I call this one...
"Lather rinse and repeat":
Life is rock and roll
If you're like me, you are a middle-aged male who likes to discuss politics and pop culture with his collection of Barbies. They all come from a diverse background of varying plastic-based vinyl molds, so it's usually a lively debate. As I tell them repeatedly, it doesn't matter the size of your colorful wardrobe or the value of your accessories, especially when you're at the bottom of a pitch black sock drawer.
So I lined them up on the window sill this morning and read them my Haiku.
At first, they just sat there in stunned silence, staring back at me through souless, painted eyes.
Pictured (left to right): My 1959 original Barbie, S&M Barbie, Earring Magic Ken and my tattoed-up Tokidoki
I take another pull from my brown bag as I wait, and the silence is finally broken.
Ken: I think it means that life is awesome. You know... sex, drugs and high-energy rock and roll!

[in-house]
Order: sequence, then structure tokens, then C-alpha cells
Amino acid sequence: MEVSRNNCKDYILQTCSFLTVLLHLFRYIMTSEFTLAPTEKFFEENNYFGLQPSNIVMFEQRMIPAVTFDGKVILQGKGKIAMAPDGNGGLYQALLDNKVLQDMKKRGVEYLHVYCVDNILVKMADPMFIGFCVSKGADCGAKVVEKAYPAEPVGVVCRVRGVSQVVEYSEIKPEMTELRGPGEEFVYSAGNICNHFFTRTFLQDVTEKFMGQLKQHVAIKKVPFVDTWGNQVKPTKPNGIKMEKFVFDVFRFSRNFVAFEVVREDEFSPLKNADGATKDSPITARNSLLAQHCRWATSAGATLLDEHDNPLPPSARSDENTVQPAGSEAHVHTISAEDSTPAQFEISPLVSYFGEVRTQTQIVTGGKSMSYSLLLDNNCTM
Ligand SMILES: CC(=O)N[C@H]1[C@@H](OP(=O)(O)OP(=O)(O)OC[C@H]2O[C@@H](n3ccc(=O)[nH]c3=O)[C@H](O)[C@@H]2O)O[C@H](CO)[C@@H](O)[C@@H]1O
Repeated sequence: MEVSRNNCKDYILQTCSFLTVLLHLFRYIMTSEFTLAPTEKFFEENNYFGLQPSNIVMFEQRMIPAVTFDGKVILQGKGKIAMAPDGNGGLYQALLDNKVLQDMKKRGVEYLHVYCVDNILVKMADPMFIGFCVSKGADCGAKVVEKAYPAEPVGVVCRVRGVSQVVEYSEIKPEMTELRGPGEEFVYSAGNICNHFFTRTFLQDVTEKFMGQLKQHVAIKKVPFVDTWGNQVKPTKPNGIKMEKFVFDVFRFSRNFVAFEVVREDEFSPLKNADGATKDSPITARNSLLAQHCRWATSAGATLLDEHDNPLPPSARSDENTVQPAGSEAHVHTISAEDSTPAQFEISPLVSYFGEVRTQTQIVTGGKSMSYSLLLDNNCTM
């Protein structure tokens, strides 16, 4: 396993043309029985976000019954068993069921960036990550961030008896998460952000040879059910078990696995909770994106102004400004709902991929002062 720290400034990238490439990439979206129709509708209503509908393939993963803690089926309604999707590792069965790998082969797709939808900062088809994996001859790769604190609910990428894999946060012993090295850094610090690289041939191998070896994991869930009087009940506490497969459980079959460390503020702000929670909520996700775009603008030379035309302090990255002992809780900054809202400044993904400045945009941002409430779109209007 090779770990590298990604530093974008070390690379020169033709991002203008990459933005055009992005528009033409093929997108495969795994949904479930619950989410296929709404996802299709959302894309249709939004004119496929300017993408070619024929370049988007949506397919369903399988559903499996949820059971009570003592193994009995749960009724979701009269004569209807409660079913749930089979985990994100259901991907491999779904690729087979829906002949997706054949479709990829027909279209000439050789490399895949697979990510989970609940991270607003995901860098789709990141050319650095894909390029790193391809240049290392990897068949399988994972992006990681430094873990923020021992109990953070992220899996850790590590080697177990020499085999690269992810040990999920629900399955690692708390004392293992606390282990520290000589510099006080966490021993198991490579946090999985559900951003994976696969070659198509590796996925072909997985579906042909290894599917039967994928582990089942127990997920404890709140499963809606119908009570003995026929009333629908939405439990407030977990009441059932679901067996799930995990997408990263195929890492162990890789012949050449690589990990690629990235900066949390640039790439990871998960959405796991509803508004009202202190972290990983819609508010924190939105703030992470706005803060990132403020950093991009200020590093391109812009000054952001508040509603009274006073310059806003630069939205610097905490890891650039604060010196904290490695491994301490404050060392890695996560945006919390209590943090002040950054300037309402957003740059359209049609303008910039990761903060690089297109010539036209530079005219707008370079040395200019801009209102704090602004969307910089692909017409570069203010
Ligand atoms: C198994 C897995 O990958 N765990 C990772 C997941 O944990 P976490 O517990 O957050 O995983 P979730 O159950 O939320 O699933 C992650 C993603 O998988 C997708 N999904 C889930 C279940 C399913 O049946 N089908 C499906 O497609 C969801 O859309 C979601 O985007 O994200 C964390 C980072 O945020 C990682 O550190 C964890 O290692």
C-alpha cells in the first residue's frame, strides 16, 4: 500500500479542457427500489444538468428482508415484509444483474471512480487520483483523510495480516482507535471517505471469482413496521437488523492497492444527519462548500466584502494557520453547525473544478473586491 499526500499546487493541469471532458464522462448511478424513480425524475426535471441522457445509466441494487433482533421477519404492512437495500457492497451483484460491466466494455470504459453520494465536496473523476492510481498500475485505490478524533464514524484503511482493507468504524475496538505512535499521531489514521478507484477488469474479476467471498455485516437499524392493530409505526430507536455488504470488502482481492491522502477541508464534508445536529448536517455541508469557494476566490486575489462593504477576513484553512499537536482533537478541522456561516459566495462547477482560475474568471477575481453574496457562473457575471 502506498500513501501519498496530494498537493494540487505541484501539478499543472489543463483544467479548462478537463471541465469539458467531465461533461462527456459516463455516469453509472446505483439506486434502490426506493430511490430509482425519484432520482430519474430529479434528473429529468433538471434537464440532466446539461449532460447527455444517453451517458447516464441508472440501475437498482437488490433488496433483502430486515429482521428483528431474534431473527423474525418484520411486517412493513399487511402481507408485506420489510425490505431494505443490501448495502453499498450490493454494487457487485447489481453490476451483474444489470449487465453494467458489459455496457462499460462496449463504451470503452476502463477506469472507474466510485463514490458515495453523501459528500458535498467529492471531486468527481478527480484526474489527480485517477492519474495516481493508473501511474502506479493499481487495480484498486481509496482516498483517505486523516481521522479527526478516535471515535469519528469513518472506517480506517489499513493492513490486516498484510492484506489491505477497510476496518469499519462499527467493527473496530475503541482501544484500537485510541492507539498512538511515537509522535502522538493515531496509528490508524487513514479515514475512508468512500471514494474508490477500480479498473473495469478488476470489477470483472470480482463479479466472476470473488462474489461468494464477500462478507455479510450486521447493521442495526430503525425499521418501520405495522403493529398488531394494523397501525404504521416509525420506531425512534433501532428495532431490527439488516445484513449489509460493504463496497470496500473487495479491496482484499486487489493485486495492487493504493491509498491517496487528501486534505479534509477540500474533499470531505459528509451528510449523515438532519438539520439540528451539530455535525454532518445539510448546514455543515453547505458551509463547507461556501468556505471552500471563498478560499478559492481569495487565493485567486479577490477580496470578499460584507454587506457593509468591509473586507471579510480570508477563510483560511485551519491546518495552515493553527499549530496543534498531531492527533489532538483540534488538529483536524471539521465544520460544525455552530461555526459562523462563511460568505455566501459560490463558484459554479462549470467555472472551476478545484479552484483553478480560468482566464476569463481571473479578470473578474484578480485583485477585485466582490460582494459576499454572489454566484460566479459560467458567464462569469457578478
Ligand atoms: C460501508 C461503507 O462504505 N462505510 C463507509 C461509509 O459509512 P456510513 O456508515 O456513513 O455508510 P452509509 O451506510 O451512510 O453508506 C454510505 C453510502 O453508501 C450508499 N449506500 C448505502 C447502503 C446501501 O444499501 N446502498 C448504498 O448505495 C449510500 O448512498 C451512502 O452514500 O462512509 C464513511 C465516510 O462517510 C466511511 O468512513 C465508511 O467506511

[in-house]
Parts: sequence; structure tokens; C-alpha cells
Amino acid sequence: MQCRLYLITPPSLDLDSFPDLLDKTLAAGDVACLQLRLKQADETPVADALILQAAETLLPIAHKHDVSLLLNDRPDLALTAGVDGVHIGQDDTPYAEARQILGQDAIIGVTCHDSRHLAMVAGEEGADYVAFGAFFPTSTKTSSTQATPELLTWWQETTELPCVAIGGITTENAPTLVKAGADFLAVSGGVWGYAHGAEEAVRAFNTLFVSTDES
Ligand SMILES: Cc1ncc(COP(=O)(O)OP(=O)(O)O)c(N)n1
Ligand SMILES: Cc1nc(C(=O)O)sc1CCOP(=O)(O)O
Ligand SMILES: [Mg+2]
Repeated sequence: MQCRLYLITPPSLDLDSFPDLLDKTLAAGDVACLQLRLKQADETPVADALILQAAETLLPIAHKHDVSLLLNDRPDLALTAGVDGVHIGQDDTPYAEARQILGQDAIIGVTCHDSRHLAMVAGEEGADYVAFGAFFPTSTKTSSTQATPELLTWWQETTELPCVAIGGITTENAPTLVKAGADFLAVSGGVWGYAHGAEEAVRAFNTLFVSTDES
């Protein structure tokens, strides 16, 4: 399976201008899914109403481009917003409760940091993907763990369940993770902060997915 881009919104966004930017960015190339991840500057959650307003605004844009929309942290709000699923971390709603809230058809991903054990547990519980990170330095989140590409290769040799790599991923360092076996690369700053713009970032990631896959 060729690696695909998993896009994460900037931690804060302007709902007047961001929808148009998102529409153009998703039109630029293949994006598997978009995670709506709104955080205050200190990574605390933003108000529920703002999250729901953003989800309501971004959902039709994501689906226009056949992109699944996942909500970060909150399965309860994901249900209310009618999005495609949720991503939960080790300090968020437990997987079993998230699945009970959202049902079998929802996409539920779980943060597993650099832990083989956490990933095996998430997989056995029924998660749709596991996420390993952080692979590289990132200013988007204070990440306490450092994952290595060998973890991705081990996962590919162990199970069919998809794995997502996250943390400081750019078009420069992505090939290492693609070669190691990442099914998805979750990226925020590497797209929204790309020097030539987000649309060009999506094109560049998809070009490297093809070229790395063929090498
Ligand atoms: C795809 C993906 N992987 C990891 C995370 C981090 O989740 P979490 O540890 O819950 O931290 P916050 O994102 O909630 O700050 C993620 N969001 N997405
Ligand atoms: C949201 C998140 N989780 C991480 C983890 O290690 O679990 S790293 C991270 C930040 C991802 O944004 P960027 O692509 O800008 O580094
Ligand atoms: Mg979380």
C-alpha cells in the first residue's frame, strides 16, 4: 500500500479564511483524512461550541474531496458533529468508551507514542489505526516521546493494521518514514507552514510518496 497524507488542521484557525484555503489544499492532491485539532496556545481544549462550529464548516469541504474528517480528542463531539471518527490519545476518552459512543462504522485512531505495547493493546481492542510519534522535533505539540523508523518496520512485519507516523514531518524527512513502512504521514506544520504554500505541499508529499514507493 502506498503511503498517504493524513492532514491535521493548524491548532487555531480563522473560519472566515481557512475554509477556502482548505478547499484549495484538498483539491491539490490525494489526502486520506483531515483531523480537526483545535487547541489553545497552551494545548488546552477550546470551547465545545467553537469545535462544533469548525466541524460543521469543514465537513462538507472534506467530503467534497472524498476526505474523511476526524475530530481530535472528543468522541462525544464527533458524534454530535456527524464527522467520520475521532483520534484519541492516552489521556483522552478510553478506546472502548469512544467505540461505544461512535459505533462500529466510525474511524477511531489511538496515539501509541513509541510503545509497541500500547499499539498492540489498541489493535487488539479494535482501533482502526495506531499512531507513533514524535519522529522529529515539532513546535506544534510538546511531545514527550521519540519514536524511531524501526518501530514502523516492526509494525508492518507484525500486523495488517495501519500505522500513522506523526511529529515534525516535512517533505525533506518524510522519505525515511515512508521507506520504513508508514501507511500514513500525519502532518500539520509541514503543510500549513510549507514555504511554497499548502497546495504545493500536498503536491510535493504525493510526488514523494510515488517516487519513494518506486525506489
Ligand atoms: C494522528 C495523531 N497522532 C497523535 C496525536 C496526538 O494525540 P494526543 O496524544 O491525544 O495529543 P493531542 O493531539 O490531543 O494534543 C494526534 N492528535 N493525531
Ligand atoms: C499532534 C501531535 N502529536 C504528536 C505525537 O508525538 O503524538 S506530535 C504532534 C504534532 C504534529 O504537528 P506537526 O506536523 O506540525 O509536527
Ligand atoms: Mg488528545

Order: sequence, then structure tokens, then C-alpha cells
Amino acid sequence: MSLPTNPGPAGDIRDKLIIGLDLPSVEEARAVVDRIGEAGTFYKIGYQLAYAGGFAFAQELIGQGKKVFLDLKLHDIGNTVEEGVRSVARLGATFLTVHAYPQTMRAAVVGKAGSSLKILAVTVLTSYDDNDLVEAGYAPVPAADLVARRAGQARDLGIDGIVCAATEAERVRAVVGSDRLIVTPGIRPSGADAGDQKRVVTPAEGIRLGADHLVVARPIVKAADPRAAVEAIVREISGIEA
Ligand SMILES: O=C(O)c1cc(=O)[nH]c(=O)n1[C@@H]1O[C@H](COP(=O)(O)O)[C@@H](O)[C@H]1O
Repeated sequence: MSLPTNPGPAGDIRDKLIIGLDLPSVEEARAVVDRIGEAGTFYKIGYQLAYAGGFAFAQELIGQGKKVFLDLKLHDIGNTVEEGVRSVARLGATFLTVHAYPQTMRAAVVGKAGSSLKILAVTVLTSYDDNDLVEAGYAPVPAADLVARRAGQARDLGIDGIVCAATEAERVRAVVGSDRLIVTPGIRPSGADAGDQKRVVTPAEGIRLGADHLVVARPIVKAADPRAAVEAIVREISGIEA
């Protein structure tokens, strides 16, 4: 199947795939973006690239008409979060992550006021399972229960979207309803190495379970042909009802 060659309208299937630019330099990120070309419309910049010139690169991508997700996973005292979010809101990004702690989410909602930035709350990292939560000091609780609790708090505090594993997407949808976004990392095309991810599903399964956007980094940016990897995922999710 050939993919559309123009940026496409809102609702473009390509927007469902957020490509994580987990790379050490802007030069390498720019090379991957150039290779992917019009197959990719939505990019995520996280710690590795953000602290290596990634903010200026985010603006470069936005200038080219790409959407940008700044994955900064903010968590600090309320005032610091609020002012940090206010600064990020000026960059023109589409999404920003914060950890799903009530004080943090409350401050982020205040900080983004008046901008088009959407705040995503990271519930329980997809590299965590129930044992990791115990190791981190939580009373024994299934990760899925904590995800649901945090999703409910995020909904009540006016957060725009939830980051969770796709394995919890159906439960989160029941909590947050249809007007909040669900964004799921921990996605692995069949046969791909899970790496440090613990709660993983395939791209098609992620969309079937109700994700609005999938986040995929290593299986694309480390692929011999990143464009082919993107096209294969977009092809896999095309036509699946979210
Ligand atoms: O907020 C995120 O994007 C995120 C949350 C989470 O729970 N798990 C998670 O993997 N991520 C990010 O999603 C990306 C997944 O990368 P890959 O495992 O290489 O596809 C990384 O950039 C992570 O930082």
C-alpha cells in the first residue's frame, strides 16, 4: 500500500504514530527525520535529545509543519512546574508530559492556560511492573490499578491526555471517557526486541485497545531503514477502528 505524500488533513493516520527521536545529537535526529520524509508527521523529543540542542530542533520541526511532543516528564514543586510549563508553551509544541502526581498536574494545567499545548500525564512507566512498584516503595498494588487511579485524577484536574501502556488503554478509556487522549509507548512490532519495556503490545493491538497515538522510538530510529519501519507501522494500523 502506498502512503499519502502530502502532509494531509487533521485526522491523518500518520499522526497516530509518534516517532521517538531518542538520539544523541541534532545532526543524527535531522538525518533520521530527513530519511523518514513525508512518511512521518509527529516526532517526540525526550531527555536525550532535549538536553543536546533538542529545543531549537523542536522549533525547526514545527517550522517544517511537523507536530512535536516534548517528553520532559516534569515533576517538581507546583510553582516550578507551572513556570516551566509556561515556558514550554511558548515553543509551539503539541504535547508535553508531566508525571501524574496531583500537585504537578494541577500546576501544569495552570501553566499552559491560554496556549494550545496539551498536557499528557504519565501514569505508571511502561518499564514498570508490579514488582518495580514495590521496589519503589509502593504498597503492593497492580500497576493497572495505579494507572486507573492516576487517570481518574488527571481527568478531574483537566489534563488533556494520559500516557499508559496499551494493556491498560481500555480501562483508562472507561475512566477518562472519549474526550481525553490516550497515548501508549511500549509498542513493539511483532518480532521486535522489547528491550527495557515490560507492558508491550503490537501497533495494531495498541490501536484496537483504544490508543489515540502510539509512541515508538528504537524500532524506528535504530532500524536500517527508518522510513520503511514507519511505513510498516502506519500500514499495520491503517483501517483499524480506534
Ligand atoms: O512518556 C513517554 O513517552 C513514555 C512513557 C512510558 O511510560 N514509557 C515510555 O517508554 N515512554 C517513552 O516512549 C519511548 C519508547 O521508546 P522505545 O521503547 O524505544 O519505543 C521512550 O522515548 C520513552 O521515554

Tokidoki: Since Haikus are Japanese poetry and I am the only Japanese inspired doll, I think I am the most qualified here to do the interpretation.
Ken: OK. And?
Tokidoki: (pause) I got syphlis once from a tat needle.
S&M Barbie: He said "Sisyphus", not "syphlis" ho.
1959 original Barbie: If I remember my Greek Mythology correctly, Sisyphus was a king who ticked off the gods, so his punishment involved having to roll a large boulder up a hill only to watch it roll back down, and to repeat this throughout eternity.
Ken: I didn't study Geek Monopoly, but I would think being named Sisyphus was punishment enough. At least he wasn't forced to listen to Miley Cyris' "The Climb" in a continuous loop on his iPod. Not even the gods could be that cruel.
S&M Barbie: Hey! I like that song!
Ken: Try Boston's "Satisfied" instead. (starts to sing) "You gotta have a little rock 'n' roll music to get you through the stormy weather... cuz Win or lose, it's alright... nothin's gonna help you more than rock and roll."
1959 original Barbie: Be quiet and learn something. In 1942, a gentleman by the name of Albert Camus had a philosophical essay published titled, "The Myth of Sisyphus." In it, Camus argues that Sisyphus symbolizes "man's futile search for meaning" and concludes with this: "The struggle itself...is enough to fill a man's heart. One must imagine Sisyphus happy."
Tokidoki: So basically Hannah Montana had it about right. It is the climb.
Ken: Talk about a "man's futile search". At least Sisyphus wasn't unemployed in the Obama economy. Maybe that's where the volcano in the Haiku comes in.
I hear a car pull into the driveway. "Back in the sock drawer people!"